Sumu is a true virtual instrument from Madrona Labs, with some unique approaches to demystifying and visualizing additive resynthesis and FM. David Abravanel takes us on a tour.

Every so often, it’s fun to remember that Madrona Labs’ incredible plugins are a “tail wagging the dog” story. Looking for a virtual instrument that would take full advantage of the expressive possibilities of his SoundPlane controller, Madrona founder Randy Jones initially designed Aalto, a West Coast-style semi-modular synth that has since become a modern classic for anyone looking for complex and evolving sounds. A few years later, Kaivo followed, this time tackling granular synthesis and physical modeling, along with vocoder-gone-wild Virta and flexible plate Aaltoverb.

Now, we have the early access (i.e. open beta with reduced price) for Sumu, a Madrona take on digital synthesis, with a focus on additive resynthesis and frequency modulation (FM). Feast your ears/eyes:

Preview of patches available in the current early access version of Sumu.

From the get-go, this is clearly another Madrona baby – a beautiful interface with all modules in one UI and a virtual patch bay in the center. Also, most of these modules are far from what you would see in your average plugin. There’s a lot more info in the Sumu manual, but a quick and dirty rundown of what’s going on in Sumu:

  • The Input module, always nicely done in Madrona synths, has some upgrades. Sumu supports 1-16 voices of polyphony, unison, a large host of different scales, and has dedicated output ports for pitch, gate, aftertouch, x and y positions, and more. No MPE as of yet, but it’s already appeared in Aalto and Kaivo, and Madrona Labs assures us it will be available in version 1.0.
  • Sound generation comes from an Oscillator module, providing 64 oscillator pairs per voice. Control-wise, the module borrows some from Aalto and features both amplitude modulation (AM) and FM modes. 
  • Central to control is the Partials module, which contains sounds resynthesized to 64 partials (each partial = 1 additive sine wave). Think of Partials as providing “maps” of the input sound based on partials, giving you control data based on the pitch, amplitude, and noisiness of each of the 64 partials. By feeding this data directly into the corresponding inputs in the Oscillator, you can get a resynthesis of the original sound, complete with lots of digital sheen.
  • Envelopes provides a DADSR envelope – or rather, 64 of them (sensing a theme?) with some creative options for offsetting and separate outputs for the low and high envelopes.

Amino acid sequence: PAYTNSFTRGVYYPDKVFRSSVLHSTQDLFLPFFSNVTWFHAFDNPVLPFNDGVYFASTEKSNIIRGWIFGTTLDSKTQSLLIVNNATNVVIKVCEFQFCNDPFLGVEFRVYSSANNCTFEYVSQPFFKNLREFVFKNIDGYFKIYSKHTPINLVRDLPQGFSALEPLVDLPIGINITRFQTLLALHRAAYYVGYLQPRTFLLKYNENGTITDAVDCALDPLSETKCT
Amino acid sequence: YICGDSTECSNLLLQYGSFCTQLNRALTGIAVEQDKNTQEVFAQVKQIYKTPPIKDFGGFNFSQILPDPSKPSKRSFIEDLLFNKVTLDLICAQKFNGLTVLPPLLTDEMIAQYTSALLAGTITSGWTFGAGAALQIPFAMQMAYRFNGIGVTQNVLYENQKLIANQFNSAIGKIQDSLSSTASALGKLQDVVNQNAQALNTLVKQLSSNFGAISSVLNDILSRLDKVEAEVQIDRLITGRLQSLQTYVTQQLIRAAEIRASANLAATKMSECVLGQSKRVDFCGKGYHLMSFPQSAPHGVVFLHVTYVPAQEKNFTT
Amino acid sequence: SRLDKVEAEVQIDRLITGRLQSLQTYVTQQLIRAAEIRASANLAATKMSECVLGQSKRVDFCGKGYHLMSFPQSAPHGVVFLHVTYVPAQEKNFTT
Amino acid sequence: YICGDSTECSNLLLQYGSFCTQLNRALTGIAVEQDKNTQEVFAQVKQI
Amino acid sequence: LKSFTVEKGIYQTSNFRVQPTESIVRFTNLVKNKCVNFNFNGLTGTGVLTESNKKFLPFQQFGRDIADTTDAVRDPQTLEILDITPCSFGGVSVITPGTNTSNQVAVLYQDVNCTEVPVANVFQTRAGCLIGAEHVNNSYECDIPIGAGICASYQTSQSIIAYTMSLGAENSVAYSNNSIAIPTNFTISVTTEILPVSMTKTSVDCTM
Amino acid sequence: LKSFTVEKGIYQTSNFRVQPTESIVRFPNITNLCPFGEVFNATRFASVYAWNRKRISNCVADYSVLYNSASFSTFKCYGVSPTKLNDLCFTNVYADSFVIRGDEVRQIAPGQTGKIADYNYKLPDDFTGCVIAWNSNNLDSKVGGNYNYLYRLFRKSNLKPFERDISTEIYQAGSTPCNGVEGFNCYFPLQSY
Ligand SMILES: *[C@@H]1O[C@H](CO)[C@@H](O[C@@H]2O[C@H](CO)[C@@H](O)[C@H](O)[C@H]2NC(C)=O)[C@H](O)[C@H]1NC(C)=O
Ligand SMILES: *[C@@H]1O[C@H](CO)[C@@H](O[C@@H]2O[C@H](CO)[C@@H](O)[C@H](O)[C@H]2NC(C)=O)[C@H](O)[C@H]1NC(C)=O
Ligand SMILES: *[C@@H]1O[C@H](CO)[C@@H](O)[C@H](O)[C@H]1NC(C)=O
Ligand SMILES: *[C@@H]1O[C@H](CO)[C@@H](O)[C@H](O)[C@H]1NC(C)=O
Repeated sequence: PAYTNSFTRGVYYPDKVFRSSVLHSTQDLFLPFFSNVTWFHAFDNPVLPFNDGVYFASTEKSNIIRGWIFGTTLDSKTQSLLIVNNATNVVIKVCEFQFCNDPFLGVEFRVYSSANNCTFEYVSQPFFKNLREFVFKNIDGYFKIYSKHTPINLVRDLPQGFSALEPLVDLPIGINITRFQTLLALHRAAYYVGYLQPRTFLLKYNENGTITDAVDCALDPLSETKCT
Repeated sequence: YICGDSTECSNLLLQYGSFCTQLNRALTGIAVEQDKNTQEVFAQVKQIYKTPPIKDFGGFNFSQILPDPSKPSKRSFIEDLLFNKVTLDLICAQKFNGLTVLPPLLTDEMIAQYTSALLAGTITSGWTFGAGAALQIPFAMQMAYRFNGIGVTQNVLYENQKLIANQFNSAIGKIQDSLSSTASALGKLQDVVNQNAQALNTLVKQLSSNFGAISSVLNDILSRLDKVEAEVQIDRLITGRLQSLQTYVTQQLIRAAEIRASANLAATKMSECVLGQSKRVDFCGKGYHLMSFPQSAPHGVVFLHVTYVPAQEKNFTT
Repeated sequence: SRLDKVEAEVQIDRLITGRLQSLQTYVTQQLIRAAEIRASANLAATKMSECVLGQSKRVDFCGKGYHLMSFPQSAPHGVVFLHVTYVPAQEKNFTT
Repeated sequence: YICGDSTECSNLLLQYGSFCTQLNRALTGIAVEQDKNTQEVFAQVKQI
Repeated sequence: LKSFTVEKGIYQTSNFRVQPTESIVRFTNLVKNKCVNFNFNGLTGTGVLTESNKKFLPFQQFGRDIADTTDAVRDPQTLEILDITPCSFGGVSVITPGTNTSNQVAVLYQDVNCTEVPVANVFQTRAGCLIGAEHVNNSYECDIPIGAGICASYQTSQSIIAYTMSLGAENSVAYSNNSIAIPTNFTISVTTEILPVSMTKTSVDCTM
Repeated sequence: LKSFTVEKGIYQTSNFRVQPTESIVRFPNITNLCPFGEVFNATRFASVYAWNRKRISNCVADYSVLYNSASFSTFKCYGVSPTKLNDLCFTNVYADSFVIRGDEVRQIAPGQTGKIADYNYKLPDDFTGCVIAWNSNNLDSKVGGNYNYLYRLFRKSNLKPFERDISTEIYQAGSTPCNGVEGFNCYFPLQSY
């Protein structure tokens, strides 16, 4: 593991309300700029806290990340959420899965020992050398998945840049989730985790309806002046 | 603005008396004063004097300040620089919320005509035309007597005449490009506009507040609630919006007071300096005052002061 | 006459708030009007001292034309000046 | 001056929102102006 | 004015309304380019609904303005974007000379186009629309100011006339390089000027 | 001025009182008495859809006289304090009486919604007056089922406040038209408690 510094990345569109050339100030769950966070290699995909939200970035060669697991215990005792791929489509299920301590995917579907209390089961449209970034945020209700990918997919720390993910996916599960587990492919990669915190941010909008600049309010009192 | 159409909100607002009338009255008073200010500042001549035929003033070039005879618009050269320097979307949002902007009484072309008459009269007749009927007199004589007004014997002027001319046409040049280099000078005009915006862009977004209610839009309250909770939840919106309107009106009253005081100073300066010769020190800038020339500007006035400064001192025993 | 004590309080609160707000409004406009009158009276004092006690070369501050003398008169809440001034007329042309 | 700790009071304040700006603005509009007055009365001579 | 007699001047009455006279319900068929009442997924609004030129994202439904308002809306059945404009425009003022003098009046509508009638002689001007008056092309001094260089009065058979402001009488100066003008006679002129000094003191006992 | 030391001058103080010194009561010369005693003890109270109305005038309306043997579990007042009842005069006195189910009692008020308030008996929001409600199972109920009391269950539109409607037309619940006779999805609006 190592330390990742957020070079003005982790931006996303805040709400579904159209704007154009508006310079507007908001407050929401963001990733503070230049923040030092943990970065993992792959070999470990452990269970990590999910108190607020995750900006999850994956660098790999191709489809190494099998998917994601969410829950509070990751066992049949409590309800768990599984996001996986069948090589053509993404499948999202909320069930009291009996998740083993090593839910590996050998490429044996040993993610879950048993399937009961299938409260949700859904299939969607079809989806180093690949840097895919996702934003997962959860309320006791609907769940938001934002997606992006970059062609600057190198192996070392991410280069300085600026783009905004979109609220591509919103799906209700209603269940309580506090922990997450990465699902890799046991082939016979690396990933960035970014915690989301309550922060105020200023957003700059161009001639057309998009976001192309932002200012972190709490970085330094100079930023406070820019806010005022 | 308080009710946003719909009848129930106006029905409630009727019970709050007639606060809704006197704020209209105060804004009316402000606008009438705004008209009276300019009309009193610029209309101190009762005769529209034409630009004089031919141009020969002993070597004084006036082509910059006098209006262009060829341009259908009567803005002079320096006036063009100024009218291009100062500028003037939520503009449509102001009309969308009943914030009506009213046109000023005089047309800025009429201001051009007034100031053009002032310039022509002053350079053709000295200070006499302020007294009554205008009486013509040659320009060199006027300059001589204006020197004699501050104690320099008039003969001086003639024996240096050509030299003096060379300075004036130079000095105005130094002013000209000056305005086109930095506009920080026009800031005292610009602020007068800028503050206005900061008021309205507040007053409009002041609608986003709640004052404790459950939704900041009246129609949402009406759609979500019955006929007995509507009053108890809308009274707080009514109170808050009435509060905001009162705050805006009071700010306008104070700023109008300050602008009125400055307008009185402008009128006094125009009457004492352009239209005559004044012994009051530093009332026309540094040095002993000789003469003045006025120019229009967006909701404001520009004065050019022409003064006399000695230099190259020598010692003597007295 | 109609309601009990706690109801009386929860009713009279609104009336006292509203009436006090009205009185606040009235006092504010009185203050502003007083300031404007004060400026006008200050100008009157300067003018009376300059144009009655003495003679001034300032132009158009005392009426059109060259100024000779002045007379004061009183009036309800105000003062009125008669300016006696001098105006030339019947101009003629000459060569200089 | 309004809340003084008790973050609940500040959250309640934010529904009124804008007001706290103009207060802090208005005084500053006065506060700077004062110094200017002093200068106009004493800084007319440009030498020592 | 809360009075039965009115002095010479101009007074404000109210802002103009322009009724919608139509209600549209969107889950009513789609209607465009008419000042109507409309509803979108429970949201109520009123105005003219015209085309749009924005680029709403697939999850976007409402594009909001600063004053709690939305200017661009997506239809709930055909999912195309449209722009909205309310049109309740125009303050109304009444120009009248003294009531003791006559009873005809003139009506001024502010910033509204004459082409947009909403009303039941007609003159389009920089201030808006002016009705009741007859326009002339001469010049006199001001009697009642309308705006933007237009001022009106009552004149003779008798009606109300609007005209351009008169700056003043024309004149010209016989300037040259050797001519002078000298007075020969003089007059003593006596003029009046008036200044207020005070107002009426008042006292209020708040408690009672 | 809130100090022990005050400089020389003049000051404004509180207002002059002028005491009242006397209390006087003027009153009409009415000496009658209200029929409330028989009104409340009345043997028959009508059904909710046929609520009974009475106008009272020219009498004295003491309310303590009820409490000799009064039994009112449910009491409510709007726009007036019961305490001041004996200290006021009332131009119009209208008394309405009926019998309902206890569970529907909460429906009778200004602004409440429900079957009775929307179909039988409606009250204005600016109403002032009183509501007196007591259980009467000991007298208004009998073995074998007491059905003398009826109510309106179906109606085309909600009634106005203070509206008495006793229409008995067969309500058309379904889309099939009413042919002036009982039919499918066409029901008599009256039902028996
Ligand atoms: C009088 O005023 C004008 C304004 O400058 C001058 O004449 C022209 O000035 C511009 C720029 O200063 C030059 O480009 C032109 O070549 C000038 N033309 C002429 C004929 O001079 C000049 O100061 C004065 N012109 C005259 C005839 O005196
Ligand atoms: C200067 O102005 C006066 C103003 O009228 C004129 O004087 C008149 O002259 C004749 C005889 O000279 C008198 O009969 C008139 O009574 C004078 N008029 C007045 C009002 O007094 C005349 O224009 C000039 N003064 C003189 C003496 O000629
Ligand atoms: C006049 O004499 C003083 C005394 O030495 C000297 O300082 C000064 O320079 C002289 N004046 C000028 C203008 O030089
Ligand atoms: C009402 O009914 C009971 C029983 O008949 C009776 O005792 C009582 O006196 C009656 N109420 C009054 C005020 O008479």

• Pulses includes 64 (there we are again) nicely animated, uh…pulses. With loads controls for probability, weighting, quantization, and of course outputs for low and high in addition to all.
  • Every Madrona Labs instrument has to include a gorgeous spatialization effect, and here we get the aptly-named Spaces. In “anechoic” mode, it’s a very detailed XYZ model for positioning output sounds with controls for “home” (initial/clustered) and “field” (how things move out) behaviors. The virtual chamber can also be used with small/medium/large room models for progressively more reverb, which suggests that we might see additional algorithms added down the line.
  • Similar to Aalto, there’s a multimode Filter selectable for bypassed, lowpass, highpass, and bandpass modes, with controls for cutoff and resonance. 

While it doesn’t affect the sound, there’s a nifty Scope module for visualizing any of the outputs across waves or dots.

Of course, just listing the modules is far from the full story. The routings are where you get elaborately evolving sounds, and there are some serious doozies possible with Sumu. Check out a couple videos from beta testers below:

As you can hear, Sumu excels in the kind of harmonically rich, bell-like tones and evolving sweeping sounds that you might expect from some of the most out-there additive and FM sounds. Working with Sumu provides a very different experience from other additive or FM synths, however – the Partials module, the handling of envelopes, the Pulses controls, these are all conducive to experimenting and achieving wild sound sculpting. Even if Sumu sounds or looks like it’d overwhelm you, I encourage you to give it a try: Madrona synths are always well laid out, the manual (as per usual) is a hilariously entertaining read, and there’s a lot you can do by just hooking things up randomly and seeing what happens. More often than not you’ll find your curiosity rewarded (though maybe just turn on the “clip” option while tweaking to keep your ears safe).

The author's face, visualized as partials, in a CRT-style green-on-black display with parameters and waveform display.

Run the Vutu down

Sumu isn’t all that’s new here. A companion piece of (free) software, Vutu, can take in any sound and export a resynthesized file that Sumu can import for use in the Partials module.

The author’s face resynthesis loaded in the Partial module in Sumu – note the, uh, resemblance?

The author’s face resynthesis loaded in the Partial module in Sumu, showing visual routing, partials map (vaguely showing David's face), and visualizations of the reverb, envelope, pulses, and scope.

Have we heard this before?

It’s safe to say that there isn’t anything currently on the market quite like Sumu, but the synthesis methods and the sounds it can create were heavily inspired by some of Madrona founder Randy Jones’ favorite pieces of music. He’s shared a few of them below:

Jaap Vink – “Stroma”
Michel Redolfi – “Immersion / Tubular Waves”
Michael McNabb – “Computer Music”

Madrona Labs’ Sumu is currently in “early access”, available as an open beta. Prior to the 1.0 release, a license costs 129 USD, after which it will be 179 USD.